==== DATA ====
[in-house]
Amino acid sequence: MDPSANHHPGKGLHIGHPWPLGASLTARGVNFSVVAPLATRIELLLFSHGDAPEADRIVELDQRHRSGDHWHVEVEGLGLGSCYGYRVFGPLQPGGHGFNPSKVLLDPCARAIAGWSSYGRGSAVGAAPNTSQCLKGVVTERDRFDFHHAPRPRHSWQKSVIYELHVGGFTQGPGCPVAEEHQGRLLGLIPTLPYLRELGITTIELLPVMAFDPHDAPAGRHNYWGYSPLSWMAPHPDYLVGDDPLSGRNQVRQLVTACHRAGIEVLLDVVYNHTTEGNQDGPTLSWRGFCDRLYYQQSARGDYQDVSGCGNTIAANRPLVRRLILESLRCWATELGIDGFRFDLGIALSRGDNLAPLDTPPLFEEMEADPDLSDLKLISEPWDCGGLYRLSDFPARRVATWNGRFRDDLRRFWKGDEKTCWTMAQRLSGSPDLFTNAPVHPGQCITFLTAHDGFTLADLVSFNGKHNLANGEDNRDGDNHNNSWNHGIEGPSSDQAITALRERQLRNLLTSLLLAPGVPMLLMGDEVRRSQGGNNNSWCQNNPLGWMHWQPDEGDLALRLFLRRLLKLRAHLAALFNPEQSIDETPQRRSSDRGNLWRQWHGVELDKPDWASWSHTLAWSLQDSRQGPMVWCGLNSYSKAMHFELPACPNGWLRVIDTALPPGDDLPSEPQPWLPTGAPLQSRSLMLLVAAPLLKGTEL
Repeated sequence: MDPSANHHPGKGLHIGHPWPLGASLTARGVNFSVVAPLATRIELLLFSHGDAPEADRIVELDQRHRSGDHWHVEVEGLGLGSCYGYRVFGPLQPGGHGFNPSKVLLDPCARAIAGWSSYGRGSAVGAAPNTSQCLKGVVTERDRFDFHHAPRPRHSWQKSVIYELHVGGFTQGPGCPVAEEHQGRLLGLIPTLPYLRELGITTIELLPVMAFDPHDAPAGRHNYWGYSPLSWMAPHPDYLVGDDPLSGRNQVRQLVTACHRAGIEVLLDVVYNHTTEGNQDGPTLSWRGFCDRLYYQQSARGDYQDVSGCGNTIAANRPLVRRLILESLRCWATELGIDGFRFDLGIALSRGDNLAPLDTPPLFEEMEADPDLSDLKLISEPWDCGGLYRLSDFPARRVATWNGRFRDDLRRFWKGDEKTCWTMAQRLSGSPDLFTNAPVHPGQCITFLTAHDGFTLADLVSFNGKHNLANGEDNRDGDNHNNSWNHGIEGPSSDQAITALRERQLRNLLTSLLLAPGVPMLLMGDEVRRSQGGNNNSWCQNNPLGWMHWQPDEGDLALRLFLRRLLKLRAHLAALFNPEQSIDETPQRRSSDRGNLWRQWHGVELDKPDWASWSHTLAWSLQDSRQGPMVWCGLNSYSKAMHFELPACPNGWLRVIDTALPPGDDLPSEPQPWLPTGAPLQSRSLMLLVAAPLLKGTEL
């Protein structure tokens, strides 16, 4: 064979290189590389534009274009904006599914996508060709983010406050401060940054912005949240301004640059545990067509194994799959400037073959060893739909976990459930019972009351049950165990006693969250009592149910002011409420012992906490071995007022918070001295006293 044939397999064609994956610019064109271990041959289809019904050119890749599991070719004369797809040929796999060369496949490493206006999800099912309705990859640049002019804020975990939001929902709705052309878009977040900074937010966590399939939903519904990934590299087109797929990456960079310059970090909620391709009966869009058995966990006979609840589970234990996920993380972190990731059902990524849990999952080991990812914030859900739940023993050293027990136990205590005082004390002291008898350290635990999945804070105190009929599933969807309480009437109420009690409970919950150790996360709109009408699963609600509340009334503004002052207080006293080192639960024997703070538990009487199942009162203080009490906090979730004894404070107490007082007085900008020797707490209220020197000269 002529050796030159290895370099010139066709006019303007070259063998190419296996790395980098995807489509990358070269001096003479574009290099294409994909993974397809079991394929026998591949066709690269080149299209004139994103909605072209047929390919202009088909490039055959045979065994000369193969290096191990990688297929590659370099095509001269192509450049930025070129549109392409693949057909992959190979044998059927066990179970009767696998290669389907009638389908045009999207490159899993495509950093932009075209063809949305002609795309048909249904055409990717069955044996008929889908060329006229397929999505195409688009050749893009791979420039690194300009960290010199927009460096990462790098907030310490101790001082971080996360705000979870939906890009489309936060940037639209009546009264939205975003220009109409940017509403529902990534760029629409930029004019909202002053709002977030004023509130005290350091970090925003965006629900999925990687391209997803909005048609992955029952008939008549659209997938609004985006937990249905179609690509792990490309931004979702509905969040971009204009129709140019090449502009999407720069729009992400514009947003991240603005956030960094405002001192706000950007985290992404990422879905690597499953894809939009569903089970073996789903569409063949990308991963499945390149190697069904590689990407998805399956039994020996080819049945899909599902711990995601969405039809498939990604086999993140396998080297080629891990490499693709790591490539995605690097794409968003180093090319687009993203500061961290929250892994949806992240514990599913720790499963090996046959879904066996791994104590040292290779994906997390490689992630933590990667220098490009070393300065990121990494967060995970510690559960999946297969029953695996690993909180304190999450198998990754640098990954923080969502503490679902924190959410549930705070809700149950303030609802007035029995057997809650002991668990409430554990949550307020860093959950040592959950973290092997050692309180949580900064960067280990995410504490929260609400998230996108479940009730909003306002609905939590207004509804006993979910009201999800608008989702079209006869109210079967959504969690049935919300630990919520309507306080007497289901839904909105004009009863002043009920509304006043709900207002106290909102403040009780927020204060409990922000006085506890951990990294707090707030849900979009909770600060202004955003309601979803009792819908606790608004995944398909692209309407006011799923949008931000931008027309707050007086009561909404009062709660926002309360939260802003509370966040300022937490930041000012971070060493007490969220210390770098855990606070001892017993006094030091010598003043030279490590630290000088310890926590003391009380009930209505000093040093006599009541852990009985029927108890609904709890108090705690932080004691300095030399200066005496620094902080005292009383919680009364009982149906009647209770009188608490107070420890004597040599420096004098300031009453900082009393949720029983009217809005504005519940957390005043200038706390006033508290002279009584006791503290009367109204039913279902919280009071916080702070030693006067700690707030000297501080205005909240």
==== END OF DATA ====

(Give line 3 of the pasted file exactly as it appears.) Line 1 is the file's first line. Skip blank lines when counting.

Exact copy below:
Repeated sequence: MDPSANHHPGKGLHIGHPWPLGASLTARGVNFSVVAPLATRIELLLFSHGDAPEADRIVELDQRHRSGDHWHVEVEGLGLGSCYGYRVFGPLQPGGHGFNPSKVLLDPCARAIAGWSSYGRGSAVGAAPNTSQCLKGVVTERDRFDFHHAPRPRHSWQKSVIYELHVGGFTQGPGCPVAEEHQGRLLGLIPTLPYLRELGITTIELLPVMAFDPHDAPAGRHNYWGYSPLSWMAPHPDYLVGDDPLSGRNQVRQLVTACHRAGIEVLLDVVYNHTTEGNQDGPTLSWRGFCDRLYYQQSARGDYQDVSGCGNTIAANRPLVRRLILESLRCWATELGIDGFRFDLGIALSRGDNLAPLDTPPLFEEMEADPDLSDLKLISEPWDCGGLYRLSDFPARRVATWNGRFRDDLRRFWKGDEKTCWTMAQRLSGSPDLFTNAPVHPGQCITFLTAHDGFTLADLVSFNGKHNLANGEDNRDGDNHNNSWNHGIEGPSSDQAITALRERQLRNLLTSLLLAPGVPMLLMGDEVRRSQGGNNNSWCQNNPLGWMHWQPDEGDLALRLFLRRLLKLRAHLAALFNPEQSIDETPQRRSSDRGNLWRQWHGVELDKPDWASWSHTLAWSLQDSRQGPMVWCGLNSYSKAMHFELPACPNGWLRVIDTALPPGDDLPSEPQPWLPTGAPLQSRSLMLLVAAPLLKGTEL